Interdistrict permits for students living outside Burbank Unified but attending local public schools ticked up for a third straight year, according to a school district report released last week.
The 15,171-student district accepted an additional 23 nonresident students through its permit program offered to those working in Burbank this school year.
The district’s tally now stands at 1,328 interdistrict students, which represents about 9% of the pupil population.
“We only accept enough permits to keep enrollment flat,” Burbank Unified Supt. Matt Hill said. “We aren’t overcrowding our schools with permits. If we had more resident students here, we would reduce the number of permits.”
The majority of the permits are at the secondary level, with 526 at high schools, 367 at middle schools and 435 at the elementary schools.
The number of permitted elementary students dropped by 21, while the number of middle school students rose by 23 and high school students increased by 21.
“There was a slight decrease in our elementary permit acceptance; partly, that was because our schools are pretty full,” said Stacy Cashman, the district’s director of student services, during a board meeting on Dec. 20.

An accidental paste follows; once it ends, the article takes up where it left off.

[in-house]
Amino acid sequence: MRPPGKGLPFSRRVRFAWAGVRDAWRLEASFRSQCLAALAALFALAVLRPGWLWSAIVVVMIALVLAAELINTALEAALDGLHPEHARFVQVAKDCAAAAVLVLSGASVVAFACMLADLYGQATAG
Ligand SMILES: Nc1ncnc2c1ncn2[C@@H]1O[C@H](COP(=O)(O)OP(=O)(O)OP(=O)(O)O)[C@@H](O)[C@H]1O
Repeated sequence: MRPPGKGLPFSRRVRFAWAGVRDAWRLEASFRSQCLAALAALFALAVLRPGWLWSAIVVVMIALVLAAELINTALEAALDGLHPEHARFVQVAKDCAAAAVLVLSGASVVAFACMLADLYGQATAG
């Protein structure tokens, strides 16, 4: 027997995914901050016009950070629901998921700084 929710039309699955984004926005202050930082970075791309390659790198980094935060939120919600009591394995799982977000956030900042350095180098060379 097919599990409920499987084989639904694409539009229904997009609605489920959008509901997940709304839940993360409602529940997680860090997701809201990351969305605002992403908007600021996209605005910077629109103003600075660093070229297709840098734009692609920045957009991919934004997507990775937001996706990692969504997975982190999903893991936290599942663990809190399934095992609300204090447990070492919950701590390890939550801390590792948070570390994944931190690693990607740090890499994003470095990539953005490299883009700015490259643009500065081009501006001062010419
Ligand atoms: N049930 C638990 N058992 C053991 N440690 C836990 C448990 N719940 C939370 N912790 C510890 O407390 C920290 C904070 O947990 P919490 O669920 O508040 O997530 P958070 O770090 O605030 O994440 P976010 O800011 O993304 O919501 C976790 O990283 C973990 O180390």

In 2017, the district enrolled 1,305 permitted students, which was more than the 1,191 total from 2016.
The increase in permits has helped keep the district’s enrollment and funding steady, school officials said.
According to a Dec. 14 budget review from School Services of California — a business, financial and management advocacy educational resource group — Burbank Unified receives some of the lowest funding per student, per average daily attendance in Los Angeles County.
The local district was compensated $8,737.38 per student during the 2016-17 school year, which was lower than nearby districts La Cañada ($10,320.12), Pasadena ($10,199.71), Glendale ($9,224.80) and South Pasadena ($8,988).
Using School Services figures, the 1,328 interdistrict students in Burbank Unified roughly translated into a little more than $11.5 million this year for the district from the state.
Although the district lost 10 Burbank resident students, its numbers increased by 13 overall to 15,171 because of permitted students.
While Burbank attracted several outside students, it lost relatively few. Only 46 students went to other districts, with 33 heading to Glendale Unified.
In all, Burbank Unified lost 68 fewer students to transfers this school year than it did in 2017-18.
Those interested in obtaining a permit must work or own a business in Burbank, obtain child care for students from kindergarten to fifth grade within district boundaries or fall into the “opportunity” category.
Opportunity petitions are granted to students with special curriculum needs, students who have moved away from the district but wish to continue their education in Burbank Unified, sibling attendance and prior attendance.
“These are the sons and daughters of our firefighters, our teachers, our business owners,” Hill said of permitted students. “These are individuals whose parents work in Burbank; they just can’t find housing here. They’re great kids and great parents, and they help us have a great district.”